10 WINTER PARK / MAITLAND OBSERVER | FRIDAY, MARCH 23, 2018 247832 3-22-18 rfntrbnr rf ntb nf nnr nf n n nr r n tr n b f br f ff nf ttrf f tf n f f b f f bf r r t r nr r frf tb f rf ttf tnnn tfb t t tf f nt nnff nf tbfb frf f nfb f br n r bf r t n f f fb n nb f ff f rf r tr nf rr r ff tb r r t nf fr b b b b nb r b tb t trfrbf tr tb f f nrf r frf f r f n nr n nb nb nrb nfr r fntbt b r r r TROY HERRINGASSOCIATE EDITORAs Winter Park Memorial Hospital continues to grow, along comes new and exciting additions. Since the hospital was bought by Florida Hospital in 2000, it has seen massive renovations done, which includes the most recent development: the Nicholson Pavilion. Named after philanthropists Tony and Sonja Nicholson, the $85 million project will be located on the east side of the hospital and offer amenities that the hospital has never had, said Jennifer Wandersleben, the senior vice president and administrator at the hospital. Its going to be the home to 140 private rooms and bathrooms, and thats significant because our hospital was built almost 63 years ago, and parts of it still have the older infrastructure semiprivate rooms, and they dont all have their own bathrooms, Wandersleben said. Were excited about having the state-of-theart, modern place for patients to heal. So far, construction on the facility is going well, Wandersleben said, as the buildings fifth floor will be topped out on April 3. Wandersleben said that the hospital plans on holding a celebration for the special occasion. In terms of total completion, Wandersleben said the hospital is looking to open up the pavilion for use some time in mid-2019. Originally, the hospital had planned to only open 80 rooms but decided to go ahead and start up with all 140 rooms open. Sometimes its just the tim ing of the demand, that need to go ahead and build it out, Wan dersleben said. Its also cheaper to go ahead and do it all at once than to come back and build it out later. Were just grateful that we were able to get that investment done. The facility itself will be much more than just beds and rooms; itll also become the home of the hospitals intensive care unit, which currently sits in the main building now. There will also be a new private surgical waiting area for families and friends of those having sur gery done. The hope is that having a private waiting area will help families deal with the nerve-racking nature of having a family member or friend in surgery. Its really important because we have a large lobby, and in that large lobby today there is kind of a mix of different functions, including surgery waiting, Wandersleben said. So what this new pavilion will allow for (is) a private area for those waiting for their loved ones in surgery, which is nice because you can be anxious when that happens. Along with the new private waiting area, Wandersleben said the hospital will also be expanding its surgical support, which includes surgery recovery areas. When completed next year, there will be some empty space on the ground floor of the facility that Wandersleben said will be utilized for other support services as well. Theres also a future plan being looked at to move the hospitals dining hall to the pavilion. While the project is one of the largest in the hospitals history, the hope for Wandersleben and others at Winter Park Memorial is that the new pavilion will help make patients visits as pleasant as possible. For me its having the best healing environment for our patients and giving them a space that gives them privacy that provides them the quietness that they need to heal, Wandersleben said. When we designed these rooms we also considered the family so they will be an area that really caters to the family within the room, and theres an area for the patient and caregiver. It just creates an overall environment that helps our patients heal. Renovations at Winter Park Memorial Hospital continue with Nicholson PavilionThe new ve-story facility will have 140 private rooms to house the hospitals patients.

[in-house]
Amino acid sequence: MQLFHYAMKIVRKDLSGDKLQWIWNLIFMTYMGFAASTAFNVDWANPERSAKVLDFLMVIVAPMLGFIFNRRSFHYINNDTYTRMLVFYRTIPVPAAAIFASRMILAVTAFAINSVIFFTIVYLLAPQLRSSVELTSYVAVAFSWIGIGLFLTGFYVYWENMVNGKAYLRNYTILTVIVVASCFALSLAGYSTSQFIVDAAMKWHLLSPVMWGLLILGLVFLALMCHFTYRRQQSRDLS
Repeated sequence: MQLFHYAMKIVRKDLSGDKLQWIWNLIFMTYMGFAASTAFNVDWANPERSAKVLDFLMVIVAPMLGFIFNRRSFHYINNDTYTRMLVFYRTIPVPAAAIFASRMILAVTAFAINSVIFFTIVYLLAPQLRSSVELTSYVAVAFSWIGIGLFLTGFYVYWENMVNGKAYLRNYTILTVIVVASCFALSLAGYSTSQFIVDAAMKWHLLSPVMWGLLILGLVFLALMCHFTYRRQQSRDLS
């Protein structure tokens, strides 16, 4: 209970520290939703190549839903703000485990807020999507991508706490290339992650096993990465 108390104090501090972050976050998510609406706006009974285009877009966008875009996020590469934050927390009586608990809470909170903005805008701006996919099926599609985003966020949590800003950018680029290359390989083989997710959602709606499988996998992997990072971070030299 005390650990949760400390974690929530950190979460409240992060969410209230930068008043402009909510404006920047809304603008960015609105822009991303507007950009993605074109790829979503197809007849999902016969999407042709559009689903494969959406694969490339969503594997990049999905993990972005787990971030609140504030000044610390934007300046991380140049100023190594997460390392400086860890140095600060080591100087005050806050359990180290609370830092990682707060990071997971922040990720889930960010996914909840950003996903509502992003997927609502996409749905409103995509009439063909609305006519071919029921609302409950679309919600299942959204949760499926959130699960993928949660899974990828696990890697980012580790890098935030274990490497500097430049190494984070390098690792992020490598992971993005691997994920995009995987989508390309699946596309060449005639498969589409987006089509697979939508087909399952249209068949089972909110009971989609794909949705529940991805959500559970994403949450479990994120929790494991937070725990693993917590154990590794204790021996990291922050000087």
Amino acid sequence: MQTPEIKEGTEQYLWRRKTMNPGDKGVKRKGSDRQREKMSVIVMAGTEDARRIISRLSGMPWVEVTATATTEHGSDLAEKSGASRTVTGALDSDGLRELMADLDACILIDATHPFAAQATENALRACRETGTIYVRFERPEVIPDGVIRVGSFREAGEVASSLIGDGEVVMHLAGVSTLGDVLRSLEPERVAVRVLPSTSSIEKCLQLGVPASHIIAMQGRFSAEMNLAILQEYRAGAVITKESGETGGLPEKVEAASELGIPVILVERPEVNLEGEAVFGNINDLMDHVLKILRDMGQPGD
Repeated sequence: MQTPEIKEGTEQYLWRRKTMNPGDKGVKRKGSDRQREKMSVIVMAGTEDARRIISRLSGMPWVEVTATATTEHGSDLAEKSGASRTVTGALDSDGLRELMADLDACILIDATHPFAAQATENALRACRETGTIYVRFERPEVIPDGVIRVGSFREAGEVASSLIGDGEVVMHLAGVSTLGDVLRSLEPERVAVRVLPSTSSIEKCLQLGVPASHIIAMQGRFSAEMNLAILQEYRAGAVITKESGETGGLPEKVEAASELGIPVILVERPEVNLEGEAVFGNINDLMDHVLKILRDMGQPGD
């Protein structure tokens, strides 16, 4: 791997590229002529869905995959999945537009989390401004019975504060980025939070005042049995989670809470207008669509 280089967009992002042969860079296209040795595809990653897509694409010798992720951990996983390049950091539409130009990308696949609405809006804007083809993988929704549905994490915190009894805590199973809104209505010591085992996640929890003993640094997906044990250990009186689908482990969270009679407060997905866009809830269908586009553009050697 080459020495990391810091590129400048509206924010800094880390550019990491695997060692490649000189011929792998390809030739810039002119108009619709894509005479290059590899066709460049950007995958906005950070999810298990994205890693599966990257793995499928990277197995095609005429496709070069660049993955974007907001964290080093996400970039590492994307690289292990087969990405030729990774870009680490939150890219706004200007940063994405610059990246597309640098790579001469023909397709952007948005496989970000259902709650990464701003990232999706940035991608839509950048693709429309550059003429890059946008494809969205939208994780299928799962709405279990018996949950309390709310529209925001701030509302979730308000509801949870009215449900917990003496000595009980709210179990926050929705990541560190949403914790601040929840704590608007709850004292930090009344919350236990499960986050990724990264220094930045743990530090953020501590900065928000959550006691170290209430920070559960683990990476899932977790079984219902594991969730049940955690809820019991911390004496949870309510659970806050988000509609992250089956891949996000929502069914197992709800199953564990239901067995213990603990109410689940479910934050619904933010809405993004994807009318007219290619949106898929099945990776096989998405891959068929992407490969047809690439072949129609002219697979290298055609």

WINTER PARK / MAITLAND OBSERVER | FRIDAY, MARCH 23, 2018 11 Maitland, FL 327511607 S Orlando rfntbtbbttrbbnb bbbbtbtbbbbtt btrbtbbttntb407-645-3366 March 21bbbb b bt bbbbtbbbt tb bbtt bb BIGGEST OF THE YEARPAINT SALEF R E EBuy one, get one SATURDAY, MARCH 24 11AM 2PMat participating Ace retailers PAINTPARTY OF THE CONTEST CREATE AND NAME YOUR OWN COLOR FOR A CHANCE TO WIN! FREE GIFTto rst 100 customersstarting at 11am 269771 Dont miss this opportunity to reach over 26,500 readers each week!Take advantage, space is limited and will sell out quickly.The Observer will highlight the best of Winter Park through its new weekly Arts & Culture section. Announcing Winter Park / Maitland Observer For more information or to advertise, contact Publisher Jackie Fanara at 407-401-9929 or email jfanara@OrangeObserver.com270397 STAY CONNECTED WITH YOUR COMMUNITY.SIGN UP FOR OUR FREE ENEWSLETTERS!Visit to subscribe. Friday, June 9, 2017 R E T I R E D C O U P L E providing personal services for individual needs. References available. 407-4912123 6/16fb Announcements Friday, June 9, 2017 R E T I R E D C O U P L E providing personal services for individual needs. References available. 407-4912123 6/16fb Announcements Winter Park/Maitland Observer reserves the right to classify and edit copy, or to reject or cancel an advertisement at any time. Corrections after rst insertion only. *All ads are subject to the approval of the Publisher. *It is the responsibility of the party placing any ad for publication in the Winter Park/Maitland Observer to meet all applicable legal requirements in connection with the ad such as compliance with town codes in rst obtaining an occupational license for business, permitted home occupation, or residential rental property.INFO & RATES: 407-656-2121 Fax: 407-656-6075 EMAIL: HOURS: Mon.-Fri. 8:30am-4:30pm DEADLINES: Classied Monday at 10:00AM PAYMENT: Cash Check or Credit Card.LV15692 2018 rfn tbbf rf rntb r tbbf n tttnfr rtb ft 2018 rfn tbbf rf rntb r tbbf n tttnfr rtb ft Homes For Sale Positions Wanted Open House Homes For Sale Positions Wanted Open House 268684 fanniehillman.comN E W L I S T I N G S1770 E ADAMS DRIVE, MAITLAND, FL 32751$2,250,000 | 5 Bed 3.5 Bath 4,057 SF The Bagby Team 407-620-8868711 PALOS WAY, LONGWOOD, FL 32750 $495,000 | 5 Bed 4.5 Bath 4,165 SF Catherine DAmico 407-252-3210 1305 READING DRIVE, ORLANDO, FL 32804 $700,000 | 4 Bed 2.5 Bath 2,990 SF Melissa Woodman 407-592-1234 1690 PALM AVENUE, WINTER PARK, FL 32789 $479,000 | 4 Bed 2 Bath 1,450 SF The Bagby Team 407-620-8868 1350 ONECO AVENUE, WINTER PARK, FL 32789 $929,000 | 4 Bed 3.5 Bath 2,974 SF Meg Dolan 321-948-0701 1800 VIA PALERMO STREET, WINTER PARK, FL 32789 $1,350,000 | 4 Bed 3.5 Bath 3801 SF Maria Van Warner 407-256-8066 2325 MOHAWK TRAIL, MAITLAND, FL 32789 $469,900 | 4 Bed 2 Bath 2,183 SF MaryStuart Day 407-620-8683 792 CARNATION DRIVE, WINTER PARK, FL 32792 $194,900 | 3 Bed 2 Bath 1,000 SF Jerry Oller 407-468-3498 1231 KENWOOD AVENUE, WINTER PARK, FL 32789 $499,000 | 3 Bed 2 Bath 1,672 SF Megan Cross + Zoltan Kecskes 407-353-9997 870 MAYFIELD AVENUE, WINTER PARK, FL 32789 $1,899,900 | 6 Bed 6 Bath 5,797 SF MaryStuart Day 407-620-8683 SATURDAY 2-45301 S Atlantic Avenue #40, NSB 3 BR | 2 BA | 1,256 SF | $549,000 Stylish & Furnished Oceanfront CondoSUNDAY 1-34025 Bayfront Parkway, Orlando 3 BR | 2 BA | 1,928 SF | $435,000 Canal Front Pool Home on the Conway Chain of LakesSUNDAY 1-41647 Lookout Landing Circle, WP 5 BR | 5.5 BA | 6,133 SF | $1,995,000 Gorgeous Windsong Pool HomeSUNDAY 1-41203 Preserve Point Drive, WP 5 BR | 4.5 BA | 5,856 SF | $1,789,000 Stunning, Custom Cahill Home in WindsongSUNDAY 2-41511 Harston Avenue, Baldwin Park 5 BR | 4.5 BA | 5,562 SF | $1,650,000 Stately Pool Home with Guest ApartmentSUNDAY 2-42121 Lakeside Drive, Orlando 4 BR | 3.5 BA | 4,584 SF | $1,995,000 Spectacular Lake Sue Custom Home 110 of Picturesque Water Frontage!SUNDAY 2-42499 Via Tuscany, WP 6 BR | 6.5 BA | 5,350 SF | $1,695,000 Fabulous Custom-built Pool Home 268678